The hostage is kneeling on the ground with his hands bound. But the executioner hardly hesitates as he fires his pistol more than a dozen times, shooting his victim in the back of the head.
The face of the masked killer is never seen during the short propaganda film, but his voice is heard throughout it: he has a clear London accent.
The man who was filmed carrying out the execution in Raqqa in 2014 - the first known example of such a killing by a British citizen during the Syrian conflict - is a former bricklayer from west London, multiple sources have told ITV News.
Ali Almanasfi, who is 28-years-old, is believed to be the balaclava-wearing assassin, according to friends and officials familiar with the case.
The footage was posted online in the spring of 2014 by a group of British fighters in Syria called Rayat al Tawheed, or “Banner of God” – an affiliate of Islamic State group.
The post was accompanied by a message describing the victim, as one of “Bashar’s dogs”, referring to the Syrian president Bashar al-Assad.
British government officials will not comment publicly on the identity of the executioner in the film. Because he never identifies himself and does not show his face they cannot be certain who the killer is. But multiple sources in Syria and the UK have indicated they have little doubt.
Ali Almanasfi was a trainee bricklayer and the son of a Syrian bus driver. He was jailed for a violent assault but after serving his sentence decided to travel to Syria shortly after the conflict began.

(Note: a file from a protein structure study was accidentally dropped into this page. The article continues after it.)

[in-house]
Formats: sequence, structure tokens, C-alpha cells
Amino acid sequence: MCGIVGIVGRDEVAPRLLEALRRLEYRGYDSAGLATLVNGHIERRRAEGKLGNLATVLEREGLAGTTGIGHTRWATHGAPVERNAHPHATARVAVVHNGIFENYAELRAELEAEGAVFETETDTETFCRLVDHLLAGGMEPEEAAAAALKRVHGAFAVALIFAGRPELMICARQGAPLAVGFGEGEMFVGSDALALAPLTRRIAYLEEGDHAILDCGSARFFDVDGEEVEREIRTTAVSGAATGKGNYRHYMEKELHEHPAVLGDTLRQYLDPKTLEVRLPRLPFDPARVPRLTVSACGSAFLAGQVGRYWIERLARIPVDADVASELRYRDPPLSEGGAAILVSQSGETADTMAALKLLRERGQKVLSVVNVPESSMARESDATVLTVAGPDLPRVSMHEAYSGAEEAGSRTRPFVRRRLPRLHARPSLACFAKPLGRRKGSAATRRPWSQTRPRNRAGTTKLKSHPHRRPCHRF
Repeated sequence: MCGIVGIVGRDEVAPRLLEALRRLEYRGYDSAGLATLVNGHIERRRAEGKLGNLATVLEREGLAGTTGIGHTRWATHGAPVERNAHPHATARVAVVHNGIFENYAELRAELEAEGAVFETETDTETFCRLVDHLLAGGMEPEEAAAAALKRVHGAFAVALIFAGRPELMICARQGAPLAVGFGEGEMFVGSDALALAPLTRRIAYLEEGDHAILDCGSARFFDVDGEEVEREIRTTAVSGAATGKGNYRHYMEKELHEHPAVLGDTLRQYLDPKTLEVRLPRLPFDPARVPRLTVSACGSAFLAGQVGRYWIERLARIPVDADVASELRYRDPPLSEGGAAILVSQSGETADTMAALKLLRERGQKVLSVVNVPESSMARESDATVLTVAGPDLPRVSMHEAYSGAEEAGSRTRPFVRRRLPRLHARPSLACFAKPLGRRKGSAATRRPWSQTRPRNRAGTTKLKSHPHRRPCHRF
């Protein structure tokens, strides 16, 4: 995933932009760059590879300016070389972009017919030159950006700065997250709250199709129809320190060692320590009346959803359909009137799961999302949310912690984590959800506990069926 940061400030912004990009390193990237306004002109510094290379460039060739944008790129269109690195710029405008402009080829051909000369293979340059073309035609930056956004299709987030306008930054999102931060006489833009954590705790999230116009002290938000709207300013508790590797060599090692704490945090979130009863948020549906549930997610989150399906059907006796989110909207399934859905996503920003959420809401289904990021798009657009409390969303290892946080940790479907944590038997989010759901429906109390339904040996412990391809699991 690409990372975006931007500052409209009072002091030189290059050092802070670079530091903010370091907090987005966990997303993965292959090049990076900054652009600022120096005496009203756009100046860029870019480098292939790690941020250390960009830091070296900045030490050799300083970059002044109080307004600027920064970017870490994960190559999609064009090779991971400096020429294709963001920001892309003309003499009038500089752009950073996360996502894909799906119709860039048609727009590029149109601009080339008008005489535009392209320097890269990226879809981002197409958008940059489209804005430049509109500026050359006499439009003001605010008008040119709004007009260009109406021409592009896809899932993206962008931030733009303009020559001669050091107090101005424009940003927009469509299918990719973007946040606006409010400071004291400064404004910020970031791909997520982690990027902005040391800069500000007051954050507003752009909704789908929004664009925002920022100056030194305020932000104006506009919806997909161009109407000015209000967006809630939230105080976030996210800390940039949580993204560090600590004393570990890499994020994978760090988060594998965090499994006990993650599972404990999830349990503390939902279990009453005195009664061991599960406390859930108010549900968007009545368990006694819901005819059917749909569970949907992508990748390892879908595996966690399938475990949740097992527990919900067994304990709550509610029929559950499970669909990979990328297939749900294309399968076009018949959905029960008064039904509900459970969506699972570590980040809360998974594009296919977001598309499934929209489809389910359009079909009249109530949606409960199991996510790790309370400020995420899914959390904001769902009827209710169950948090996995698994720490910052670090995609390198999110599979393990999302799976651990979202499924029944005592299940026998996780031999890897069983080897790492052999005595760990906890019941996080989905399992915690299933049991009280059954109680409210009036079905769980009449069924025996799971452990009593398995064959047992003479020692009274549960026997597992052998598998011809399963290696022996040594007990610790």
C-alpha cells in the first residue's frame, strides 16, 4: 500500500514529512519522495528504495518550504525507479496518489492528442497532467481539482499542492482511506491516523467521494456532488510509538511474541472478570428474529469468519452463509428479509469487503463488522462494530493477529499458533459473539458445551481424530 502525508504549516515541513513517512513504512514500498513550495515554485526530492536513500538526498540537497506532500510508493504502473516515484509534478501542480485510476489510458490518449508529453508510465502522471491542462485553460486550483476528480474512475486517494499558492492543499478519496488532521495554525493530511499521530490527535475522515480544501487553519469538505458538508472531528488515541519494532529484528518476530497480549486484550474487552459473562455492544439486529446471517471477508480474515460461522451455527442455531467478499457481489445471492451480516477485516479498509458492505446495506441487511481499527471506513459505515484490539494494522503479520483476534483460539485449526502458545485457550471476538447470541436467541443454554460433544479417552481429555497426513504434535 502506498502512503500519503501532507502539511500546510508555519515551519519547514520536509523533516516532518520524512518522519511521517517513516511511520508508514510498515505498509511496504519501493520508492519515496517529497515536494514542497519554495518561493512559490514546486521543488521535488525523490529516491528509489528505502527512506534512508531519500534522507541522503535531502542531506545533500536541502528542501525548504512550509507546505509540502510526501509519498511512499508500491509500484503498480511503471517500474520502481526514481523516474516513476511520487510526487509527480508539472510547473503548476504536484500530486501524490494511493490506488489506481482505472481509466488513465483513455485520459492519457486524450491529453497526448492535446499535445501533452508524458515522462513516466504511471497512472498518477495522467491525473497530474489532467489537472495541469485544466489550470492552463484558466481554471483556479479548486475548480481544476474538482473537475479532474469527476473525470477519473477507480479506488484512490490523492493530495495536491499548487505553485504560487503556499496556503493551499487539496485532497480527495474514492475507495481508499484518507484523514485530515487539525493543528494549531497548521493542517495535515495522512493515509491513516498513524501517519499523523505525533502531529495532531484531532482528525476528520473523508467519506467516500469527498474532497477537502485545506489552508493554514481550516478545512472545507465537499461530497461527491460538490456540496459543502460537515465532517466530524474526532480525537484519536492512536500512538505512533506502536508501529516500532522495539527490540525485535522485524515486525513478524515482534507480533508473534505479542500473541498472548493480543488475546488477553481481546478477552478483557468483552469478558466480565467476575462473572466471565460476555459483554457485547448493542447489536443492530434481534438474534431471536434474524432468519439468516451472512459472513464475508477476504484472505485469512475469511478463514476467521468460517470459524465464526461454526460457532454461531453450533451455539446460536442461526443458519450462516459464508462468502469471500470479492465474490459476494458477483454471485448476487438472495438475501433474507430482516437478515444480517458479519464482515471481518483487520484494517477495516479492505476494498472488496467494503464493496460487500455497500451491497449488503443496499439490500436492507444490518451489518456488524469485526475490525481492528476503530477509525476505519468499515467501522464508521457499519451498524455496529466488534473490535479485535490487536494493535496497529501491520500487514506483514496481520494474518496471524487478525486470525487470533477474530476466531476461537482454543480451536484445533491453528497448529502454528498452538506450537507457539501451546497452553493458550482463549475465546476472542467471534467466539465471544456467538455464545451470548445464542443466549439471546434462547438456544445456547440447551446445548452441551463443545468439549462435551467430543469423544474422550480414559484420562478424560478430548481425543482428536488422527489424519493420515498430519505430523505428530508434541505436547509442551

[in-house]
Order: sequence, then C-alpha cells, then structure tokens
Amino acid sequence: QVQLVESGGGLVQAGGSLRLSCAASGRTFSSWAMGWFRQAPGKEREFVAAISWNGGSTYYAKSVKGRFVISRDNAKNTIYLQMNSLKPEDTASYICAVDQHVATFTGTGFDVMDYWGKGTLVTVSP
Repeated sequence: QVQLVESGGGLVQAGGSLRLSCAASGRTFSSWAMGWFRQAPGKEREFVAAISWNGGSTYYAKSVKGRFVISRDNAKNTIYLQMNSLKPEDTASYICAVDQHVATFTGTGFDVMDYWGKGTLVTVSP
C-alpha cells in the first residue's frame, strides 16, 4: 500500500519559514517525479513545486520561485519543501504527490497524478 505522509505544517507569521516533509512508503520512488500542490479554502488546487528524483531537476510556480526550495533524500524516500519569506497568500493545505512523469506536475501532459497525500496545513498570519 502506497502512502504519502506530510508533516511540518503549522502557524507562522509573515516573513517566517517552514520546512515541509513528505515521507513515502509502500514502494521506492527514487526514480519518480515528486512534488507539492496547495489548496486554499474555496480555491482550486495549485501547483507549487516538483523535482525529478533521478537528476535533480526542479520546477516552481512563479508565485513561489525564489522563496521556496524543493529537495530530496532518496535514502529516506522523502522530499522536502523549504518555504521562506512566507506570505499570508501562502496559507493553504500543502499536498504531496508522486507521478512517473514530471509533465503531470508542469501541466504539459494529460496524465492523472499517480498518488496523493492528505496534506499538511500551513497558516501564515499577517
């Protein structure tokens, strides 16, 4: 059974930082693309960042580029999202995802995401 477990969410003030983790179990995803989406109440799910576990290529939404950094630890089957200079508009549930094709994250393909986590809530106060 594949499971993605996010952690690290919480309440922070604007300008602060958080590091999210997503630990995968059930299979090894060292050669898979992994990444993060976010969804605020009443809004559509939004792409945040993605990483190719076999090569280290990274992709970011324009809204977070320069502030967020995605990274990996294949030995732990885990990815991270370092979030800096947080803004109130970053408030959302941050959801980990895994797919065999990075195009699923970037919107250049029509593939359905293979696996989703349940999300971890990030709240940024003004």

Almansfi’s brother spoke to ITV News earlier this year, before we began investigating the allegations surrounding the execution film. He said his brother had become more interested in the Syrian conflict before vanishing without warning.
“He actually texted me off his English number saying: ‘Love you, bro. Take care, see you soon’. I understood straight away that meant ‘I’m going’.
"The next day I spoke to my sister and she said ‘Yeah, he didn't come back. He went last night to the mosque and he never came back’. I was like ‘whoa.’’
At home in west London, Almanasfi had already become friends with young men who had become obsessed with the conflict in Syria.
Two of them, Mohammed Emwazi and Alexe Kotey, would later become members of the ISIS execution gang known as ‘The Beatles’.
Another close friend, Imran Khawaja, travelled to Syria to join the same militant group as Almanasfi. He faked his own death during the conflict to try to return home undetected. He is now serving a 12-year prison sentence in London.
Almanasfi was assumed dead following an ambush by Syrian forces in 2013. State TV announced that “the terrorist” had been killed after taking a wrong turn at a government checkpoint near Idlib. But he is thought to have survived the attack before marrying and having children in Syria.
Last year, Almanasfi had his British citizenship revoked, like dozens of UK nationals who have travelled to Syria.
“To him, England’s history now, so the passport’s not going to make any difference to him,” said Almanasfi’s brother.
“He knows he’s going to live there and die there. Maybe now or twenty, thirty years’ time.”